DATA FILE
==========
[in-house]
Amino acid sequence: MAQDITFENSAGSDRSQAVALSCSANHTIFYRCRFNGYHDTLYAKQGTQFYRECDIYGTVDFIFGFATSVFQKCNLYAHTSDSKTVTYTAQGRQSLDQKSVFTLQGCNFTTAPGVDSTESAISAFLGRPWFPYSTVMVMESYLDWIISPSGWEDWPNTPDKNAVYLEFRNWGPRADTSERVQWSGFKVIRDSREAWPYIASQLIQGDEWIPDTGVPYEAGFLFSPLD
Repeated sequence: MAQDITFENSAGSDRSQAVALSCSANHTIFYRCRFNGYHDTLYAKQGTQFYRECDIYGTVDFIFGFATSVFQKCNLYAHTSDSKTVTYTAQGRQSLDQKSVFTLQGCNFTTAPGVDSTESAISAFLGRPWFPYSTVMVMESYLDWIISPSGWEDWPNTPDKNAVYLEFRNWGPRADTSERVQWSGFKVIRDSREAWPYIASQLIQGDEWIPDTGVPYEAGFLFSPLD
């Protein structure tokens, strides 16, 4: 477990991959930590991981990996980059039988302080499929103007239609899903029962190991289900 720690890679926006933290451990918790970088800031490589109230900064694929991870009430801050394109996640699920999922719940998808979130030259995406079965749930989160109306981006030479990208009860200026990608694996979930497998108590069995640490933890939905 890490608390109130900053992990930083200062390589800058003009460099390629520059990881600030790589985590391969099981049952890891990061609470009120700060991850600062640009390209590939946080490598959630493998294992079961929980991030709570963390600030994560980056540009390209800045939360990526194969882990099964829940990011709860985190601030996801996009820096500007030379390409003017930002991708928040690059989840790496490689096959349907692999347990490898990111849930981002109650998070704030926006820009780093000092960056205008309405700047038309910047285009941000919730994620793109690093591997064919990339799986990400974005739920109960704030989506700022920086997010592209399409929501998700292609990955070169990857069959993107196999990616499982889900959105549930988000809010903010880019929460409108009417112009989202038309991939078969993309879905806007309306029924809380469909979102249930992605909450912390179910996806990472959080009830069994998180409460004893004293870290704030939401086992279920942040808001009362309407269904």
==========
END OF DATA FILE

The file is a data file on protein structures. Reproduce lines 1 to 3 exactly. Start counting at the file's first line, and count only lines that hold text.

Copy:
[in-house]
Amino acid sequence: MAQDITFENSAGSDRSQAVALSCSANHTIFYRCRFNGYHDTLYAKQGTQFYRECDIYGTVDFIFGFATSVFQKCNLYAHTSDSKTVTYTAQGRQSLDQKSVFTLQGCNFTTAPGVDSTESAISAFLGRPWFPYSTVMVMESYLDWIISPSGWEDWPNTPDKNAVYLEFRNWGPRADTSERVQWSGFKVIRDSREAWPYIASQLIQGDEWIPDTGVPYEAGFLFSPLD
Repeated sequence: MAQDITFENSAGSDRSQAVALSCSANHTIFYRCRFNGYHDTLYAKQGTQFYRECDIYGTVDFIFGFATSVFQKCNLYAHTSDSKTVTYTAQGRQSLDQKSVFTLQGCNFTTAPGVDSTESAISAFLGRPWFPYSTVMVMESYLDWIISPSGWEDWPNTPDKNAVYLEFRNWGPRADTSERVQWSGFKVIRDSREAWPYIASQLIQGDEWIPDTGVPYEAGFLFSPLD